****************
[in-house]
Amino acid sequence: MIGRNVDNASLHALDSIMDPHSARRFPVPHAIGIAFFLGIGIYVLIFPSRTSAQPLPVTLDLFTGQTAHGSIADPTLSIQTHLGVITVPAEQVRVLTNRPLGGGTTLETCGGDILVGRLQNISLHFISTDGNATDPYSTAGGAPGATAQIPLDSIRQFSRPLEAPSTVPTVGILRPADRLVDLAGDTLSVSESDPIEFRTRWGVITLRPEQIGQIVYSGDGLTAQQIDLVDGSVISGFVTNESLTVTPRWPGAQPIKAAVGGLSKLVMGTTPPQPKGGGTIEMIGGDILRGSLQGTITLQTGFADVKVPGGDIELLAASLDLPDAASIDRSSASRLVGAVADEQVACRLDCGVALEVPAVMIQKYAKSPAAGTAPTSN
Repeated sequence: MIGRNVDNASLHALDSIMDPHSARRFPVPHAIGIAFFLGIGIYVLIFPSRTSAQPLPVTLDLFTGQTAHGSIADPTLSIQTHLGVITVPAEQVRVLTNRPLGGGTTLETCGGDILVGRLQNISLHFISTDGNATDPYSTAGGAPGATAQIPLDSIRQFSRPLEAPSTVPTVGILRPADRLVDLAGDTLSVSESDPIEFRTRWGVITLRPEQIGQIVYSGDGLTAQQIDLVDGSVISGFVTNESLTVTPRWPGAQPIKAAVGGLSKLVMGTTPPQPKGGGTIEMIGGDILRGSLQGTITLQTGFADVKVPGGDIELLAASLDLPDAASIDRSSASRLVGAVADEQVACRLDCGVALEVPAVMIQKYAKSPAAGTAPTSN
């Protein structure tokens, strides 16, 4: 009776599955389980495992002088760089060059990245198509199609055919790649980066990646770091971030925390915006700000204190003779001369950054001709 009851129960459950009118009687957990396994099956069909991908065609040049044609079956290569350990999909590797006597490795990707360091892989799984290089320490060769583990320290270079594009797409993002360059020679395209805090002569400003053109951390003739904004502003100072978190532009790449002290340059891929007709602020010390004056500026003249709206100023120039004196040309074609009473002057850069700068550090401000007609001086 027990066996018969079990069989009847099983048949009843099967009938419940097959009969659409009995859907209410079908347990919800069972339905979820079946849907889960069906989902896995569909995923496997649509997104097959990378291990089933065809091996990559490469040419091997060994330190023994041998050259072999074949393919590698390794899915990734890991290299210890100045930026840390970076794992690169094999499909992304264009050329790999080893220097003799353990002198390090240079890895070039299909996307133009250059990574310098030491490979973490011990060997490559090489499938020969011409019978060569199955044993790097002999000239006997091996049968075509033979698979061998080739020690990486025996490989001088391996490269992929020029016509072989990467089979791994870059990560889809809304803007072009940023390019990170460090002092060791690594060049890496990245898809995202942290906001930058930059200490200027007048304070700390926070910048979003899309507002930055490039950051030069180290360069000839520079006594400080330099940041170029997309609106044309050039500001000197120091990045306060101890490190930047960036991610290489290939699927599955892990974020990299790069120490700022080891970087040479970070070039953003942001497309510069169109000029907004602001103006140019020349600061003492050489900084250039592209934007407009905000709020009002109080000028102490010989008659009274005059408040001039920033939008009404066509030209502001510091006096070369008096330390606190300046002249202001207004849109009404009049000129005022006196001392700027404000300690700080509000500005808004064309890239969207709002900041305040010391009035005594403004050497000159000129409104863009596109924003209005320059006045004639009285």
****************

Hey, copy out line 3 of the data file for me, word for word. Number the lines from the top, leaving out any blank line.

Repeated sequence: MIGRNVDNASLHALDSIMDPHSARRFPVPHAIGIAFFLGIGIYVLIFPSRTSAQPLPVTLDLFTGQTAHGSIADPTLSIQTHLGVITVPAEQVRVLTNRPLGGGTTLETCGGDILVGRLQNISLHFISTDGNATDPYSTAGGAPGATAQIPLDSIRQFSRPLEAPSTVPTVGILRPADRLVDLAGDTLSVSESDPIEFRTRWGVITLRPEQIGQIVYSGDGLTAQQIDLVDGSVISGFVTNESLTVTPRWPGAQPIKAAVGGLSKLVMGTTPPQPKGGGTIEMIGGDILRGSLQGTITLQTGFADVKVPGGDIELLAASLDLPDAASIDRSSASRLVGAVADEQVACRLDCGVALEVPAVMIQKYAKSPAAGTAPTSN